"Overall, it has been a thoroughly enjoyable experience, which has taught me a lot and will have an impact on my future career direction."
Last summer, David Nash was awarded a bursary to join Professor Coleman’s group at the University of Bath on a project entitled 'Near-surface nanoscale structures probed by positron beam spectroscopy'. The project was designed to look into how atom-sized defect structures in silicon occur and evolve. The defects – known as vacancies – migrate when the samples are heated and can be studied using a technique called slow positron annihilation spectroscopy. David’s task was to look at two different sample sets and see how the defects behaved in each sample (crystalline silicon, and crystalline silicon with a layer of silicon oxide buried beneath the surface).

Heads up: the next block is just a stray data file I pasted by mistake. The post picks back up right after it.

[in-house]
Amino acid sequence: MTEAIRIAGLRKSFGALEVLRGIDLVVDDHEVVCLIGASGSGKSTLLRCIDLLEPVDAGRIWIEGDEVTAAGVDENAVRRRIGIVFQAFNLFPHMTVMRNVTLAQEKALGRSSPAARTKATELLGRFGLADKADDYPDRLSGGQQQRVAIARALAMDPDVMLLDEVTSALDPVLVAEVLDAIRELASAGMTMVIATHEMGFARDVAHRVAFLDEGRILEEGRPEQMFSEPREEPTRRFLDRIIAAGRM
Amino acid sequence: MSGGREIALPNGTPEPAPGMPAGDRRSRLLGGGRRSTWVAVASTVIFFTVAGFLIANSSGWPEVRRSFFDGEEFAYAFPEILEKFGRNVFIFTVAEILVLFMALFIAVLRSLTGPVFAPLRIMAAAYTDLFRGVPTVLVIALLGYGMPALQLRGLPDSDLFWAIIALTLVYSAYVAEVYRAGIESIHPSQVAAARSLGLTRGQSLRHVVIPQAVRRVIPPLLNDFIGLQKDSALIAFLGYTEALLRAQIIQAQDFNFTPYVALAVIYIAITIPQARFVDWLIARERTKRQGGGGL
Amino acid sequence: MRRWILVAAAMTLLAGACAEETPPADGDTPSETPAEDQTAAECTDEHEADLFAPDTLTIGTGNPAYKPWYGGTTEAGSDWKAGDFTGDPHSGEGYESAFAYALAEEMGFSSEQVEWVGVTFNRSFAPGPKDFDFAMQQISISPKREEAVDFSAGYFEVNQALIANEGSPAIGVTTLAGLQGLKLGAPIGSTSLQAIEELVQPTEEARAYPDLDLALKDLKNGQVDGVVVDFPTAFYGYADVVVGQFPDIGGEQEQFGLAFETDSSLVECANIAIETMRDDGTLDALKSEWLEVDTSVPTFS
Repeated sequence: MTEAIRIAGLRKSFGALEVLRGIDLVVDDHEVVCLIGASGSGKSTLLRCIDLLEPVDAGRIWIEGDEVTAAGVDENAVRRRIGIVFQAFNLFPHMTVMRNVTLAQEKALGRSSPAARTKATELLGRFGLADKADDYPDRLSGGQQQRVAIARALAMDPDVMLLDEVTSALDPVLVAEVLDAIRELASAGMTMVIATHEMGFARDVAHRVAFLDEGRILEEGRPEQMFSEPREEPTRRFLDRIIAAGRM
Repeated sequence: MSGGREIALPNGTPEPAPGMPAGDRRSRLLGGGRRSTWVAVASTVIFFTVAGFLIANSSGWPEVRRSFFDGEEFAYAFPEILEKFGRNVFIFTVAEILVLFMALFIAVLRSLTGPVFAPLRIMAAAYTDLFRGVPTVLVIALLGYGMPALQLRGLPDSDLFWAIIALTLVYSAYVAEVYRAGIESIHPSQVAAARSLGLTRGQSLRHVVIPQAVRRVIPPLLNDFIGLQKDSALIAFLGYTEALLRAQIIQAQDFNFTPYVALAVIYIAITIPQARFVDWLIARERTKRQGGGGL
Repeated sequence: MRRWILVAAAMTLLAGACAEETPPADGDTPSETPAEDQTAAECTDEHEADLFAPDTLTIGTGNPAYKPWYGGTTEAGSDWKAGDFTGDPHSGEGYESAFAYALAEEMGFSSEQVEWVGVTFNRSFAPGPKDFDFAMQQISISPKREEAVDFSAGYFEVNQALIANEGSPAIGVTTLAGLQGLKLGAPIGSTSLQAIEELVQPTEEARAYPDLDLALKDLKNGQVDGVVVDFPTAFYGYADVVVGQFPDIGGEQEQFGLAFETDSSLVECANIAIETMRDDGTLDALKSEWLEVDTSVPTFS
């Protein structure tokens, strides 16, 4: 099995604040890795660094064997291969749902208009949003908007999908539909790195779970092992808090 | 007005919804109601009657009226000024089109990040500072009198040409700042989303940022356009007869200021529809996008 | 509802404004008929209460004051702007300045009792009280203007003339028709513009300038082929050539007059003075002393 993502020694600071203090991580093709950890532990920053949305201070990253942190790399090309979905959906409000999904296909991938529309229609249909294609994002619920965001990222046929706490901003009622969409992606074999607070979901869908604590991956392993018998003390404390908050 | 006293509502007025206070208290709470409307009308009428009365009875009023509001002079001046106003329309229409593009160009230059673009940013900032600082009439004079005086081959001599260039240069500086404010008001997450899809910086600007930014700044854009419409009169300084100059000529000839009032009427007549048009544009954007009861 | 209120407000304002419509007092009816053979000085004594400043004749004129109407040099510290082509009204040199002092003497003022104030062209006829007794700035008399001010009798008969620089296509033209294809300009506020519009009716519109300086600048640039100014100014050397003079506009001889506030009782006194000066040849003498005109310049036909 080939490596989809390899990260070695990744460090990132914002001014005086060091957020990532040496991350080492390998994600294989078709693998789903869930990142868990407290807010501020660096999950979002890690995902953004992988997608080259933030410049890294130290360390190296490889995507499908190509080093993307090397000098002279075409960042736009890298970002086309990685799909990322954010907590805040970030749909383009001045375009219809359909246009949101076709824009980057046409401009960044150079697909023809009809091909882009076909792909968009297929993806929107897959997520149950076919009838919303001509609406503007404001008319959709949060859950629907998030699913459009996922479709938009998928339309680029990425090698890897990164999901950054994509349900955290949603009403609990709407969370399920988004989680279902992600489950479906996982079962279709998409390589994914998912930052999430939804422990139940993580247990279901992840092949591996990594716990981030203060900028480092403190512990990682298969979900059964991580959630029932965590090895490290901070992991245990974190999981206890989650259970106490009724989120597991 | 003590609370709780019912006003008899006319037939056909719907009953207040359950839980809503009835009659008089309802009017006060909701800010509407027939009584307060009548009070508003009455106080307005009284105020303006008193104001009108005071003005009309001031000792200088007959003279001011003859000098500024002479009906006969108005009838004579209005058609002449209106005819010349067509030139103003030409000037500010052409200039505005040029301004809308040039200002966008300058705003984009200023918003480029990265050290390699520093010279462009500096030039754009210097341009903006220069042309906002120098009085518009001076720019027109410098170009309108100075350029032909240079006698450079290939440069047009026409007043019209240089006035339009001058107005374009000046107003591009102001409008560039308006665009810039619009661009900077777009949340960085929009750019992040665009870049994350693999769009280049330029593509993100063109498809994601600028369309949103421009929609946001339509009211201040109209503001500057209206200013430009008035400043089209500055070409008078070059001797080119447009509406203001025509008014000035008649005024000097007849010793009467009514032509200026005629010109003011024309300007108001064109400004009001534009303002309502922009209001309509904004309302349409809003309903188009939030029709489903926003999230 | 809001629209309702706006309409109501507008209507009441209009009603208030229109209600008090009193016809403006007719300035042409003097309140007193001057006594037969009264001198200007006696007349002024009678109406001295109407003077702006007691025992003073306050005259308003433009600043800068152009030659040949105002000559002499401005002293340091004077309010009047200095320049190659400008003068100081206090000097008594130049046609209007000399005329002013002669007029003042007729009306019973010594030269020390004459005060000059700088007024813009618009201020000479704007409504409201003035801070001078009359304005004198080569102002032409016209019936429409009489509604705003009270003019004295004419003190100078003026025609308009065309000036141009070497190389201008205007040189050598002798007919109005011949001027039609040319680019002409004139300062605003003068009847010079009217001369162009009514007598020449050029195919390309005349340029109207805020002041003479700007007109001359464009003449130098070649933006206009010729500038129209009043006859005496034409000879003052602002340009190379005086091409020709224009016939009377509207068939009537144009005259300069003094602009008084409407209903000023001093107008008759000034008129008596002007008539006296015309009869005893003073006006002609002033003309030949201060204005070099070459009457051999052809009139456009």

Speaking of his time working with Professor Coleman, David said:
“I have found the bursary experience to be a very enjoyable and interesting time, and have had the opportunity to learn a great deal about research, its practises and routine. I have had the experience of following a project plan from begninning to conclusion, mostly working independently to achieve the objectives, to a schedule and dealing with any problems as they arise."
"The scheme has given me a positive experience of research and I will look into future research opportunities and I hope to be able to go on to do a PhD at the end of my degree. Overall, it has been a thoroughly enjoyable experience, which has taught me a lot and will have an impact on my future career direction.”